I've used many laptops over the years. There's only been one that didn't have problems with overheating in heavy, or sometimes even light to moderate, usage situations. In my experience, the vast majority of laptops have insufficient cooling capabilities to function as a cluster node.
That said, I frequently use that one laptop at 100% load for extended periods of time and have been doing so for around three years now, and it hasn't had any problems the others experienced (RAM failure, battery failure, fan failure, and sometimes just unexpected shutdowns without any obvious hardware failure).
You suggested A/C and a big fan as a possible solution. If your laptop stabilizes at 120 degrees in a 70 degree room, it'll stabilize at roughly 110 degrees in a 60 degree room (or 120-x degrees in a 70-x degree room). It would take a pretty cold room for that to work though. The big fan doesn't help much as it likely won't move a noticeable amount of additional air through the laptop. Proximity and direction will affect the accuracy of that statement.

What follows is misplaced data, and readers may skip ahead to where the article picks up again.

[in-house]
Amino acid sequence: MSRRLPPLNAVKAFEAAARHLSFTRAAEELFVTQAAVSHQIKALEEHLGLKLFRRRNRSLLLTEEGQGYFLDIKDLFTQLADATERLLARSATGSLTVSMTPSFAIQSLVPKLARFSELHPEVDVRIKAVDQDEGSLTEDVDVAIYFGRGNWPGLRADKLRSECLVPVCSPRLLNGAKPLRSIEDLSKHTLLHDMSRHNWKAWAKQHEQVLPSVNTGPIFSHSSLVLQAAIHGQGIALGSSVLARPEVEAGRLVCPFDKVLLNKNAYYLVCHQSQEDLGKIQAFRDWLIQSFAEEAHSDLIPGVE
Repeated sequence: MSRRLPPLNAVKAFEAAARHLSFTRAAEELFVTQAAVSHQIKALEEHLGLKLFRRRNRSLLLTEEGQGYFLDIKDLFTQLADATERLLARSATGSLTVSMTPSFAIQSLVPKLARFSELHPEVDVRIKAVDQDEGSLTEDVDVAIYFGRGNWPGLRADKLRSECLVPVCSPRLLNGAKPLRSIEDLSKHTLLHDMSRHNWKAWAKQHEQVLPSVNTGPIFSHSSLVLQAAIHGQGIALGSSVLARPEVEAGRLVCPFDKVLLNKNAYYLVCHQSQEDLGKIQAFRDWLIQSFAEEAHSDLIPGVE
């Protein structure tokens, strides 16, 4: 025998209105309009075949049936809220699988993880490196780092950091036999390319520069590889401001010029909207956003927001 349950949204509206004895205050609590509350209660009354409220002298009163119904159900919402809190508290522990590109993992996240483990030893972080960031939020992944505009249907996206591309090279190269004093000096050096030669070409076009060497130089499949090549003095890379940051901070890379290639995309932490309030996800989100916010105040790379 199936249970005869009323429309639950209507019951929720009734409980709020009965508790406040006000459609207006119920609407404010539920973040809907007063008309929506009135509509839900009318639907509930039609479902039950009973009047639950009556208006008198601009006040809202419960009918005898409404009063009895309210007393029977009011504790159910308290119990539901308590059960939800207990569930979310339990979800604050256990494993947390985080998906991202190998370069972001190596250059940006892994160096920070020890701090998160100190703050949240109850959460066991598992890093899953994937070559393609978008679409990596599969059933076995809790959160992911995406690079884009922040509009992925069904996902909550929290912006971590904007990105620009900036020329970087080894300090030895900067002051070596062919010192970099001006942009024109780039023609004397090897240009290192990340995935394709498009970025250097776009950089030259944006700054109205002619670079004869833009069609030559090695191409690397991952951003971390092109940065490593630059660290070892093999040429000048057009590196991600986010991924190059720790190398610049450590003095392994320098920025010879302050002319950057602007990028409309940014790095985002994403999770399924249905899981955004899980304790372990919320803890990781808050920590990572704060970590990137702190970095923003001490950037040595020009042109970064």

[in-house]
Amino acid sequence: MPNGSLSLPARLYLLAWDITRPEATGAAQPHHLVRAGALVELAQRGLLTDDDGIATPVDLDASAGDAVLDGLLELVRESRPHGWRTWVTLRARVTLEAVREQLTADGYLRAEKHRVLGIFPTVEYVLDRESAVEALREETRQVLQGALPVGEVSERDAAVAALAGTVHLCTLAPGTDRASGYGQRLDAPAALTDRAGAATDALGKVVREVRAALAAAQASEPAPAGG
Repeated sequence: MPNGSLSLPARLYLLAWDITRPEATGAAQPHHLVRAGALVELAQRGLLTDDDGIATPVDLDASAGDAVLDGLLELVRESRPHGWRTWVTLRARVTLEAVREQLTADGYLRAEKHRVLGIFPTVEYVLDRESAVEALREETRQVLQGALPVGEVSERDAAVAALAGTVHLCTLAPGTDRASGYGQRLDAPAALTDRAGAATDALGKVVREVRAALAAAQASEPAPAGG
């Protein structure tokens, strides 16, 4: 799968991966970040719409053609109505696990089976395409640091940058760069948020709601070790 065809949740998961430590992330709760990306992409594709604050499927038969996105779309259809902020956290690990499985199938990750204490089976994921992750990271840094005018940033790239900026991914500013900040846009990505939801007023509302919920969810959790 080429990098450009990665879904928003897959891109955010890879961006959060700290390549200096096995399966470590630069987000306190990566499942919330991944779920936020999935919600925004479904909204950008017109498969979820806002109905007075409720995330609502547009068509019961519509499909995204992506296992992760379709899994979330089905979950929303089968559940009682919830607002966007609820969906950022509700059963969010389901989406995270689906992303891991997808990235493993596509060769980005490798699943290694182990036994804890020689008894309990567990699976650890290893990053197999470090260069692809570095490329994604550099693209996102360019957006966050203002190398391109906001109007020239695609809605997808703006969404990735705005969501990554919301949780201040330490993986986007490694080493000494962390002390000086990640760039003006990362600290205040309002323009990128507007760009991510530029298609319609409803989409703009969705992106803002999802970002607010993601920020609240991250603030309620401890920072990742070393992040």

An additional fan blowing air directly into the intake(s) or sucking air directly from the outlet(s) of your laptop will definitely help though. If you move twice as much air through your laptop, the difference between the temperature at which your laptop stabilizes and room temperature will be roughly half what it would be without the additional fans. (In the previous example of a 120 degree laptop in a 70 degree room, the temperature difference is 50 degrees. Blowing twice as much air through the laptop, the difference will be 25 degrees, bringing the laptop's temperature down to 95 degrees. Three times as much air would yield a third the temperature difference, and so on.)